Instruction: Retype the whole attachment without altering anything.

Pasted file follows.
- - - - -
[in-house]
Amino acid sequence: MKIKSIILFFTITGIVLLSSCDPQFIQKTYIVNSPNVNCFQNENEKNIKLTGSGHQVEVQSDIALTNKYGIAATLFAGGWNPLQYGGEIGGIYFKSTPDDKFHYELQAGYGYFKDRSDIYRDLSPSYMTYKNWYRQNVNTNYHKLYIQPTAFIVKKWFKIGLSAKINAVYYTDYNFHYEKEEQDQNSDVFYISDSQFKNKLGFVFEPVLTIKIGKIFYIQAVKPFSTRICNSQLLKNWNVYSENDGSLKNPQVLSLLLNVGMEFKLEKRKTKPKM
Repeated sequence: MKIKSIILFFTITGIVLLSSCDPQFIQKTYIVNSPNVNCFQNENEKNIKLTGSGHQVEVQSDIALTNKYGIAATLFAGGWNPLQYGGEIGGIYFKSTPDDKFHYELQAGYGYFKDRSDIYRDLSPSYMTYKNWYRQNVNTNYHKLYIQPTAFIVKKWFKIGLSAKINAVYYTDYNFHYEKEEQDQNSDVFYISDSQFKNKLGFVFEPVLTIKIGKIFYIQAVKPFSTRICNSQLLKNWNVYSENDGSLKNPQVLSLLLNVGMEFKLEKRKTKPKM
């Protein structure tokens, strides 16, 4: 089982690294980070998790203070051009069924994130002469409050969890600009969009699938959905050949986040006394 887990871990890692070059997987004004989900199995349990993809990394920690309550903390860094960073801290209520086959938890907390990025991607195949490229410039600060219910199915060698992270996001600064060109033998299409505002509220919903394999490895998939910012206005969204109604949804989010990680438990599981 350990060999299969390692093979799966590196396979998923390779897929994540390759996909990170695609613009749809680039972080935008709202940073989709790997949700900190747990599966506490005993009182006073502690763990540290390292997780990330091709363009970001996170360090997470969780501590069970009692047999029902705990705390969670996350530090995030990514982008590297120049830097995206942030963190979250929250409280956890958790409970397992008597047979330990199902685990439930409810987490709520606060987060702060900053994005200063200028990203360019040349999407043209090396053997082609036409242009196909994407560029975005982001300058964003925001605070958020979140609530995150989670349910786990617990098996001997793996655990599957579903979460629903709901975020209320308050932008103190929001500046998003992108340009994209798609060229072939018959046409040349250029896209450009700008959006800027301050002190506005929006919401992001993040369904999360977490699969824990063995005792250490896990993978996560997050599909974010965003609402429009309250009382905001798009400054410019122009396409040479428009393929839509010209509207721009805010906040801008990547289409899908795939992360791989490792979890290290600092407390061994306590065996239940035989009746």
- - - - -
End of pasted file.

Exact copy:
[in-house]
Amino acid sequence: MKIKSIILFFTITGIVLLSSCDPQFIQKTYIVNSPNVNCFQNENEKNIKLTGSGHQVEVQSDIALTNKYGIAATLFAGGWNPLQYGGEIGGIYFKSTPDDKFHYELQAGYGYFKDRSDIYRDLSPSYMTYKNWYRQNVNTNYHKLYIQPTAFIVKKWFKIGLSAKINAVYYTDYNFHYEKEEQDQNSDVFYISDSQFKNKLGFVFEPVLTIKIGKIFYIQAVKPFSTRICNSQLLKNWNVYSENDGSLKNPQVLSLLLNVGMEFKLEKRKTKPKM
Repeated sequence: MKIKSIILFFTITGIVLLSSCDPQFIQKTYIVNSPNVNCFQNENEKNIKLTGSGHQVEVQSDIALTNKYGIAATLFAGGWNPLQYGGEIGGIYFKSTPDDKFHYELQAGYGYFKDRSDIYRDLSPSYMTYKNWYRQNVNTNYHKLYIQPTAFIVKKWFKIGLSAKINAVYYTDYNFHYEKEEQDQNSDVFYISDSQFKNKLGFVFEPVLTIKIGKIFYIQAVKPFSTRICNSQLLKNWNVYSENDGSLKNPQVLSLLLNVGMEFKLEKRKTKPKM
């Protein structure tokens, strides 16, 4: 089982690294980070998790203070051009069924994130002469409050969890600009969009699938959905050949986040006394 887990871990890692070059997987004004989900199995349990993809990394920690309550903390860094960073801290209520086959938890907390990025991607195949490229410039600060219910199915060698992270996001600064060109033998299409505002509220919903394999490895998939910012206005969204109604949804989010990680438990599981 350990060999299969390692093979799966590196396979998923390779897929994540390759996909990170695609613009749809680039972080935008709202940073989709790997949700900190747990599966506490005993009182006073502690763990540290390292997780990330091709363009970001996170360090997470969780501590069970009692047999029902705990705390969670996350530090995030990514982008590297120049830097995206942030963190979250929250409280956890958790409970397992008597047979330990199902685990439930409810987490709520606060987060702060900053994005200063200028990203360019040349999407043209090396053997082609036409242009196909994407560029975005982001300058964003925001605070958020979140609530995150989670349910786990617990098996001997793996655990599957579903979460629903709901975020209320308050932008103190929001500046998003992108340009994209798609060229072939018959046409040349250029896209450009700008959006800027301050002190506005929006919401992001993040369904999360977490699969824990063995005792250490896990993978996560997050599909974010965003609402429009309250009382905001798009400054410019122009396409040479428009393929839509010209509207721009805010906040801008990547289409899908795939992360791989490792979890290290600092407390061994306590065996239940035989009746």